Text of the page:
Bee Roots for 2023-07-01

The table provides clues for the roots of words in today's NY Times Spelling Bee. You're responsible for prefixes, suffixes, tense changes, plurals, doubling consonants before suffixes, and alternate spellings of roots. An exception: since Sam won't allow S, when the root contains an S, the clue may be for a plural or suffixed form. "Mice" for example. If a clue isn't self-explanatory, try googling it. The TL;DR about the site comes after the table.

Past clues are available here

Today's puzzle
  • Letters: I/BCELNV
  • Words: 39
  • Points: 170
  • Pangrams: 2

Table content

  • with first two letters of answer and length
answers coveredanswer's first two lettersanswer's lengthclue for root (answer may need prefix, suffix, tense change, alt spelling, ...)
1BE7Straight, direct course between 2 points, compound (think this puzzle’s name)
1BE7accept something as true; feel sure of the truth of
1BE5Be in a horizontal resting position, or say something false
1BI5Holy book (starts with Genesis)
1BI4Liver secretion, or anger
1BI4Invoice, or actor Murray, noun/verb
2BL4,5Russian pancake
1CE5Yo-Yo Ma’s instrument (also Pablo Casals')
1CI5Popular Honda model; or municipal (adj.)
1CI5Non-military, or polite; adj.
1CL6Medical facility (health …)
1EN7Exist, verb; or not on tape (TV show), adj.
1EV4Wicked (ELO’s “… Woman”, Santana's "… Ways")
1EV6Formal verb: reveal the presence of (a quality or feeling) (his words … his excitement)
1IC6Frozen water spear formed from drips
1IN7Tend toward or feel favorably disposed toward, verb; or slope, noun
1IN5Concave belly button, slang
1IN10Can be defeated, adj., pangram; negative form, which is much more common, is also a pangram
1LE8Merciful, not strict (as a judge or parent, e.g.)
2LI5,7Printed slander, noun
1LI4Itchy hair parasites
1LI4Bank hold on a mortgaged property, NOT tilt
1LI4A queue, what you wait in for your turn
1LI5Cloth napkin fabric
2LI4,5Exist, verb; or not on tape (TV show), adj.
1NI6Small, tentative chew, verb; or a snack, noun
1NI4Pleasant in manner; or city in SE France
1NI5Your sibling’s daughter
1NI4Number of justices on Supreme Court
1VE4Bride’s face covering
1VE4Tube that returns blood to the heart
1VI4A person's emotional state or the atmosphere of a place as communicated to and felt by others
1VI4Bad habit, or “Miami …” police show
1VI4Despicable, NOT a small glass container; adj.
1VI8Can be defeated, adj., pangram; negative form, which is much more common, is also a pangram
1VI4Climbing plant (Marvin Gaye “I Heard It Through The Grape…”)

About this site

This site provides clues for a day's New York Times Spelling Bee puzzle. It follows in Kevin Davis' footsteps. The original set of 4,500 clues came from him, and they still make up about three quarters of the current clue set.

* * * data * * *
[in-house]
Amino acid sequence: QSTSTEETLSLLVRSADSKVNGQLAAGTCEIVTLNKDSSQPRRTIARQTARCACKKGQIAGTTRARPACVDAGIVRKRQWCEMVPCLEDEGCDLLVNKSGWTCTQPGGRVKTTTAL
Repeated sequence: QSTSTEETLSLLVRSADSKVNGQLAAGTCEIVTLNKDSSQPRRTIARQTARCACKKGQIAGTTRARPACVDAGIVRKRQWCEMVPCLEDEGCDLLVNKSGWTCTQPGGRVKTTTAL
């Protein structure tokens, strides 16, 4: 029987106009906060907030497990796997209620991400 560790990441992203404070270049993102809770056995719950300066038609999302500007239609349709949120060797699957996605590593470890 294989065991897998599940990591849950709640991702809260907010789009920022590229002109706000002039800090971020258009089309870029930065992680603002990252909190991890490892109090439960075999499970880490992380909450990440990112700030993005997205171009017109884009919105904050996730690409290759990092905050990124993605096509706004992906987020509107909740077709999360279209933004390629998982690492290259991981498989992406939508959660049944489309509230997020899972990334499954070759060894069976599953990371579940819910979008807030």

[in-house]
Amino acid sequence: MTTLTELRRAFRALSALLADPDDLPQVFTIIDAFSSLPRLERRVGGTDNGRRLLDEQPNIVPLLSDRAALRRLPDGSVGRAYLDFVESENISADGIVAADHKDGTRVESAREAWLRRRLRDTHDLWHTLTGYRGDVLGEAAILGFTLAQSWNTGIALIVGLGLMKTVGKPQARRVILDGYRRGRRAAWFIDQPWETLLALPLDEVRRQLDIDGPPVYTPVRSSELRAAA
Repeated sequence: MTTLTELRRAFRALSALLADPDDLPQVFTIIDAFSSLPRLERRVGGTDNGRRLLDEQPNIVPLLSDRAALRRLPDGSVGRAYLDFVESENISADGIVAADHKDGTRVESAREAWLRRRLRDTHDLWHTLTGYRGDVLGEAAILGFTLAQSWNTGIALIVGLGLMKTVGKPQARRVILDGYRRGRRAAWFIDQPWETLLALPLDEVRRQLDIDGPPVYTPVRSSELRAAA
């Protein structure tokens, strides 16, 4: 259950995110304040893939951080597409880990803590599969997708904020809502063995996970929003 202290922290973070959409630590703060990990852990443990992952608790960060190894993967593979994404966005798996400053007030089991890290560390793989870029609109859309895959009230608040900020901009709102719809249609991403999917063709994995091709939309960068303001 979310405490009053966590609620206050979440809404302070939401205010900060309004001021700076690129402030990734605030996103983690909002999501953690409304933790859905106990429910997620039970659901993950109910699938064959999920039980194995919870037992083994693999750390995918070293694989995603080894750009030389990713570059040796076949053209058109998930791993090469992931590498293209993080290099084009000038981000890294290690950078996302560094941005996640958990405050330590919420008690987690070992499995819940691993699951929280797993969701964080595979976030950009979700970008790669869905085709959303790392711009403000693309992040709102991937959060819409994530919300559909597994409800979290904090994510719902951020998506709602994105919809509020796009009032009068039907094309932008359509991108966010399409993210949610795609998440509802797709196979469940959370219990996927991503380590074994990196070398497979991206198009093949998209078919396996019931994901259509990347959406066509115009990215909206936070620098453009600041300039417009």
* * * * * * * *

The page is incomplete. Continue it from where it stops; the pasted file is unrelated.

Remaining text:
The "Bee Roots" approach is to provide explicit clues for root words, not every word. As logophiles, we are pretty good at putting on prefixes and suffixes, changing tense, and forming plurals (including Latin plurals!). The clues cover root words, arranged alphabetically by root word, with a count of words in the puzzle that come from each root. For example, if a puzzle includes ROAM and ROAMING, there will be a clue for ROAM and a count of 2. The root may not appear in the puzzle at all; for example, the 2021-07-23 Bee included ICED, DEICE, and DEICED. For such a puzzle, the clue would be for ICE with a word count of 3.

The Bee Roots approach involves judgement sometimes. For example, if a puzzle includes LOVE, LOVED, and LOVELY, how many roots are needed to cover them? LOVE and LOVED share the root LOVE, certainly, but LOVELY is tricky. LOVE is part of its etymology, but by now, the word means "exquisitely beautiful," which is a lot farther from the meaning of LOVE than swithcing to past tense. I'm inclined to treat LOVE and LOVELY as separate roots. You may not agree, which is fine. Another thing we logophiles share is a LOVE of arguing about words on Twitter.

A few words can have one meaning as a suffixed form and another as a stand-alone word. EVENING, for example. In those cases I will use the meaning that I think is more common.

One last complication, until another one pops up: a few roots have multiple spellings, for example LOLLYGAG and LALLYGAG. Depending on the day's letters, and maybe even the editor's whims, one or both could be in the puzzle's answer list. With such roots, you could see a word count of 2, even if there are no applicable prefixes or suffixes.

I will do my best to keep this site up to date and helpful (I hope). Check it out, and tweet feedback to @donswartwout Tweet to @donswartwout